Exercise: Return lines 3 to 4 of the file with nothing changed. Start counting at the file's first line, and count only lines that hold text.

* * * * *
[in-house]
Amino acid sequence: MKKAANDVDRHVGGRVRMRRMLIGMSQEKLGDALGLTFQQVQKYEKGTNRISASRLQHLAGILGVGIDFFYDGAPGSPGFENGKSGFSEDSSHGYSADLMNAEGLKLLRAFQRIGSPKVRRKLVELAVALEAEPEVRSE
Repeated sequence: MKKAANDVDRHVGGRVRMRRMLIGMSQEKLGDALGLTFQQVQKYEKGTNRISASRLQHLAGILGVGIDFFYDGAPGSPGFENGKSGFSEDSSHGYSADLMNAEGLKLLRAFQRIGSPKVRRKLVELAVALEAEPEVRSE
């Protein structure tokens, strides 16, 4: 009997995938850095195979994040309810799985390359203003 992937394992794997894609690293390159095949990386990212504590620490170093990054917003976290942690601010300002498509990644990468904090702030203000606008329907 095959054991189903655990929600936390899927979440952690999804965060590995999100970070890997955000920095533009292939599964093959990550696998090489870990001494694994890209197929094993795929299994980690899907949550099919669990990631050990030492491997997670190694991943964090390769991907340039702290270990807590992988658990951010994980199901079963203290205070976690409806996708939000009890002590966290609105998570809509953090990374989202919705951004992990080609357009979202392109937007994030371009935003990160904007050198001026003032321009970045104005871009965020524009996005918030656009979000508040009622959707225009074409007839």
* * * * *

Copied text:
Repeated sequence: MKKAANDVDRHVGGRVRMRRMLIGMSQEKLGDALGLTFQQVQKYEKGTNRISASRLQHLAGILGVGIDFFYDGAPGSPGFENGKSGFSEDSSHGYSADLMNAEGLKLLRAFQRIGSPKVRRKLVELAVALEAEPEVRSE
């Protein structure tokens, strides 16, 4: 009997995938850095195979994040309810799985390359203003 992937394992794997894609690293390159095949990386990212504590620490170093990054917003976290942690601010300002498509990644990468904090702030203000606008329907 095959054991189903655990929600936390899927979440952690999804965060590995999100970070890997955000920095533009292939599964093959990550696998090489870990001494694994890209197929094993795929299994980690899907949550099919669990990631050990030492491997997670190694991943964090390769991907340039702290270990807590992988658990951010994980199901079963203290205070976690409806996708939000009890002590966290609105998570809509953090990374989202919705951004992990080609357009979202392109937007994030371009935003990160904007050198001026003032321009970045104005871009965020524009996005918030656009979000508040009622959707225009074409007839």